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The power of faith is unmatched; it can lift man above adversity and help him climb the highest of mountains. It can help him overcome pain and torture. It can make him see the light in a night that is inky in its darkness. The Gaon Rav Tzvi Hirsh Levin manifested such a faith when he was a starving and poverty-stricken rav in Halberstat.

Halberstat was a small and very poor town that was proud to have the great scholar as its spiritual leader. Unfortunately, their love for him was greater than their capacity to pay his salary and he was forced to live a life of abject poverty.


He never paid any attention to his meager existence, because the opportunity to sit and study Torah more than compensated for the lack of material benefits, but his wife and children suffered greatly from deprivation.

Wife Complains

The rebbetzin, who was a good woman, could stand it no longer and her patience and stoicism finally broke down. One day, when the rav returned from the Beis Medrash, he found his wife in tears.

“Why are you crying?” he asked.

“How can I not cry?” retorted the wife. “We have no money and all the inheritance that I received from my mother is almost gone.

“I sit each day counting every coin and worrying. Every day is another worry for me while you do not care about our desperate financial plight.”

Sharp Mind

Rav Tzvi Hirsh felt very bad about his wife’s anguish sand he tried to comfort her with a smile and a little joke.

“It is not true that I do not worry about our economic plight,” he said. “You know, however, that your mother chose me for a son-in-law because I was reputed to have a sharp mind.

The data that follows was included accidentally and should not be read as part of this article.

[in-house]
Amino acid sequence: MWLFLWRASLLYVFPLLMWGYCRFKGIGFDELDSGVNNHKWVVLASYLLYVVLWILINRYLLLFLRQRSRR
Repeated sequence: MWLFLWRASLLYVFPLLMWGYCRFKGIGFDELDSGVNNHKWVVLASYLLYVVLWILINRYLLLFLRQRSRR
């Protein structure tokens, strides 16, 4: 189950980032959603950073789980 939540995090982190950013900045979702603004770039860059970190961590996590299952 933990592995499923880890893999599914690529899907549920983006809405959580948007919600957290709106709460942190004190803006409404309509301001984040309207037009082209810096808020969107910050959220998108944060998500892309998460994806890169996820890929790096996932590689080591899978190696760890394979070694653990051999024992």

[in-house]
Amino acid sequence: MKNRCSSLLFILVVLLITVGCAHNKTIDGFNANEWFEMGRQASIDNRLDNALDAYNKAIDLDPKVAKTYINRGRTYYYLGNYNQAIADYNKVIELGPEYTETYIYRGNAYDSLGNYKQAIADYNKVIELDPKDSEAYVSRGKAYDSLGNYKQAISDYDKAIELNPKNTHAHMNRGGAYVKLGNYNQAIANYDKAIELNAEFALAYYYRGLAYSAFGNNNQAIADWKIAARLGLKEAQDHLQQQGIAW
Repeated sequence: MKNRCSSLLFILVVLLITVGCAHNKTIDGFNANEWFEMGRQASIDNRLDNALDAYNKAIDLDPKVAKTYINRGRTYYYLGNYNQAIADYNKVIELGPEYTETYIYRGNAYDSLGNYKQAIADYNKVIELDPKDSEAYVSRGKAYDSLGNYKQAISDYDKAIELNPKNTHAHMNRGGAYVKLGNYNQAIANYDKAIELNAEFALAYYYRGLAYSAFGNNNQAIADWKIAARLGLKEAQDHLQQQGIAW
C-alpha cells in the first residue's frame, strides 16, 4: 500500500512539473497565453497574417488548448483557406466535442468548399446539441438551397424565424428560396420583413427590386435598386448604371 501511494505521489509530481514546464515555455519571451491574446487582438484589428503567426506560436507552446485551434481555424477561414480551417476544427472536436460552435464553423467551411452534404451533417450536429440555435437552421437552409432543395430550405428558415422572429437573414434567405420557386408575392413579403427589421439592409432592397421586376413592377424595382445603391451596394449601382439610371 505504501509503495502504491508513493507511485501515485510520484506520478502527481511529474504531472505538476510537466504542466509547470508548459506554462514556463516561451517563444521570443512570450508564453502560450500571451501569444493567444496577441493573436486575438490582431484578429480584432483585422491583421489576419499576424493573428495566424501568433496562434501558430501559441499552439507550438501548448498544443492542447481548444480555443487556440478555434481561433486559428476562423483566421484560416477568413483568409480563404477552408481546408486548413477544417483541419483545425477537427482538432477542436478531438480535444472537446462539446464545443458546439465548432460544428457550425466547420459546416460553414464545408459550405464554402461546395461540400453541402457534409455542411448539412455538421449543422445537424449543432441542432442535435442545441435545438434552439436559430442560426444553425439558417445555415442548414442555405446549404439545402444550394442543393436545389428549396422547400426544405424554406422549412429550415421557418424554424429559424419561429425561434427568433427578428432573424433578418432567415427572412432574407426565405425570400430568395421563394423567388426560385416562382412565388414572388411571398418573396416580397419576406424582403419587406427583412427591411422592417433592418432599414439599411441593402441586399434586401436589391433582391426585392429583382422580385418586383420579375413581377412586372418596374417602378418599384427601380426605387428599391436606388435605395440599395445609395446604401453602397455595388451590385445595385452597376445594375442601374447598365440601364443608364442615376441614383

“What is the difference between someone who has such a mind and someone who does not? The latter takes a long time to understand while the former grasps the situation quickly.

“It takes you a long time to understand our plight and so you worry some every day. I understand it right away and I do all your worrying in a moment.”

Naturally the wife was hardly satisfied with this “answer” and she berated him for his lack of compassion.

Urges Faith

Rav Tzvi Hirsh began to remind her that a Jew must never lose faith in the Al-Mighty, but must rather always look to the heavens and anticipate aid and comfort. His wife, however, refused to listen.

“How can we expect help when there is not a piece of bread in the house and not a coin in our pockets? Who will feed the children tonight?”

“But you still have things of value left, do you not?” asked Rav Tzvi Hirsh. “Pawn the jewelry and the silverware that remain from the inheritance and buy food with the money that you get from them.”

“And what will happen when they are all gone?”

“At that time we will worry. I am convinced, however, that when we have nothing left the Almighty will surely come to our aid as He always does.”

One Spoon

The months passed and the family lived on the money that came from selling and pawning their valuables. This could only go on for so long, however, and the day arrived when the rebbetzin, once again, came to her husband with tears and said, “All that we have is now gone except for one teaspoon. What shall we do? How shall we live?”

“Will the teaspoon buy us breakfast?” asked the rabbi.


“Then sell it and let us eat breakfast. Afterwards we will sit and discuss the future.”

With a heave sigh, that is what the rebbetzin did. The family sat down to eat the bread and butter she bought with the money. She, however, ate nothing. Her heart was too filled with pain and worry.

The rav saw his wife’s misery and asked gently, “Why do you not eat? Have you not learned that the salvation of the L-rd comes as the blinking of an eye? This means that just when the eyelids of a man are about to close through weakness, and he sees no help on the horizon, that is the time when he can expect the Almighty to come to his rescue.”

A Knock On The Door

No sooner had he finished saying these words when a knock was heard on the door. It was the mailman and he had a letter that came all the way from London. Rav Hirsh opened the letter with great puzzlement and read it.


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